I had been drinking again. Immersed in my own sorrows, I dove into my world of imagination and darkness, hoping to finally strike gold and capture the thought that would fill the white page in front of me.
I entertained each idea as it came but ultimately, my desire to get drunk got the better of me. That’s the problem with starting, I thought, the first idea is always the most crucial: it sets the pace, puts the wheels in motions, and whether or not the idea stands determines the outcome of the writing.
We all have false starts. Not just in writing, but in life as well. We use the false starts in our lives to trigger our writing. False starts can be tricky: they often suck you in a dark hole, pulling you in as you struggle to keep your head out. But ultimately, there comes a time when they get the better of you, of me, of us.
At that time, we are forced to take a step back and examine our thoughts. We are forced into mourning the death of that great epic that never materialized, or that romance that never truly kindled. We are forced to overcome these false starts and start over.
I have found myself on the receiving end of this predicament several times. But I’ve come to think of it as a blessing in disguise, a gift sent from the heavens above. False starts have flickered in my mind, like a chain of lighthouses safely ensuring the navigation of a ship. They light the way, and as one of them is extinguished another is promptly lit. They trace the course of the writer, the course of the one who chooses to live. Or rather, the one who dares to live. Every day is a false start. But every day is not a false end. For the man who writes and the man who lives are much alike, walking uncertain paths, scaling inestimable heights in the hope of one day reaching the top. As they grapple and tussle with life and themselves they sometimes fall short, fall prey to a false start or a false course. Yet that is what spurs them on, that alone is their drive. For the man and the writer – driven by life and writing – absorb and store the pain of these shortcomings and use them as a fuel to retry. To rebuild. To restart. And only then can they truly achieve what they set out to achieve; only then can they truly overcome their false starts.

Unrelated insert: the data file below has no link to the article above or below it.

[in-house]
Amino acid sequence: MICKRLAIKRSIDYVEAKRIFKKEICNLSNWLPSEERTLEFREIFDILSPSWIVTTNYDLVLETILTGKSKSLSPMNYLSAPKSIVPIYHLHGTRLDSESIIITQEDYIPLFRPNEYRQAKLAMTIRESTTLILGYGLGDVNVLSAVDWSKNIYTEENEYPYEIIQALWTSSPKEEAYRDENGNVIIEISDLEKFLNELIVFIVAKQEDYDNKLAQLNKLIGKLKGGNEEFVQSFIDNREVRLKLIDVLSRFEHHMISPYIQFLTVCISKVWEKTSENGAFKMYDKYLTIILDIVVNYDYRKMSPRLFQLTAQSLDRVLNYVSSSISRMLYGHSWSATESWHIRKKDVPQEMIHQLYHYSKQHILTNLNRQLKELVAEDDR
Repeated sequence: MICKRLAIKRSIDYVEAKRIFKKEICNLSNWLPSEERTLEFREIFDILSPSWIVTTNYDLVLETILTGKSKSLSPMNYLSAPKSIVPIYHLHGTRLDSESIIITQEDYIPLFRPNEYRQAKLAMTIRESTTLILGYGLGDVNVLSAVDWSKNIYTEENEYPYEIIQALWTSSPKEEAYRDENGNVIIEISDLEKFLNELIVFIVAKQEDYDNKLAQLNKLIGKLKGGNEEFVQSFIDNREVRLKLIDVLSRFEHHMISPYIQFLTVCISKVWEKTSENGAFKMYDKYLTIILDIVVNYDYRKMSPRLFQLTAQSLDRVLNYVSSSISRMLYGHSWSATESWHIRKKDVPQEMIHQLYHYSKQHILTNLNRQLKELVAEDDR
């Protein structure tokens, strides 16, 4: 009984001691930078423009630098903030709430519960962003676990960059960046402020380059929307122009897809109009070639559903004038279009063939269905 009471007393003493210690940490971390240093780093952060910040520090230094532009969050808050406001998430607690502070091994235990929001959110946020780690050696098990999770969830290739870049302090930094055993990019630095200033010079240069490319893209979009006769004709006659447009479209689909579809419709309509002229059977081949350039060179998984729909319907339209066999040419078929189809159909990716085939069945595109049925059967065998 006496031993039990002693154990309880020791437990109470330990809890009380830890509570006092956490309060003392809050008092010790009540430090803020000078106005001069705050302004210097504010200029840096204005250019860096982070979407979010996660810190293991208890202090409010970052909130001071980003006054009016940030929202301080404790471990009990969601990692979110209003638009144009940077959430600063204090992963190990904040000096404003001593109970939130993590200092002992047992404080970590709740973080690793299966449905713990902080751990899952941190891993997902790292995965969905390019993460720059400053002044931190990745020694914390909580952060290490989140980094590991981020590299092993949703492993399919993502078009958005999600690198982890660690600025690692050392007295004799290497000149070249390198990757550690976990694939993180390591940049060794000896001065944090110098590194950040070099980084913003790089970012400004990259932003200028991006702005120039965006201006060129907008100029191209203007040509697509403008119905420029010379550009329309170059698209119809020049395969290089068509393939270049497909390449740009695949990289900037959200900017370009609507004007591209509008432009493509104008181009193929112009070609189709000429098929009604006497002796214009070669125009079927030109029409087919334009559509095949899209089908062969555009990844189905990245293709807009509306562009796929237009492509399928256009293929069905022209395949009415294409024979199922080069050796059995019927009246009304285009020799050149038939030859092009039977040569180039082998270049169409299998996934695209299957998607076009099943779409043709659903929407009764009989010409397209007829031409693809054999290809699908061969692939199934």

I drink again. I feel weak. The booze speaks to me, its voice a gentle lullaby whispering in my ear to turn myself in for the night.
There will be no more wrestling, no more fighting with tonight’s false start. Only surrender. The sweet joy of surrender. The serenity it brings to my core.
But I cannot help but wonder: what if tonight I chose to stay put, to grapple furiously with my mind and extract every shred of thought that lurks in there, in the dark?
What if I decided to reach out for my goal and scale the heights? There would be no stopping me.
For writing, much like life, is rewarding in its own way. Writing responds to the passion and commitment of the writer. Writing answers his calls.
And sometimes, when the writer has hit a false start, writing might just be there – lying in wait, to catch him in his descent, dust him off and put him right back on track.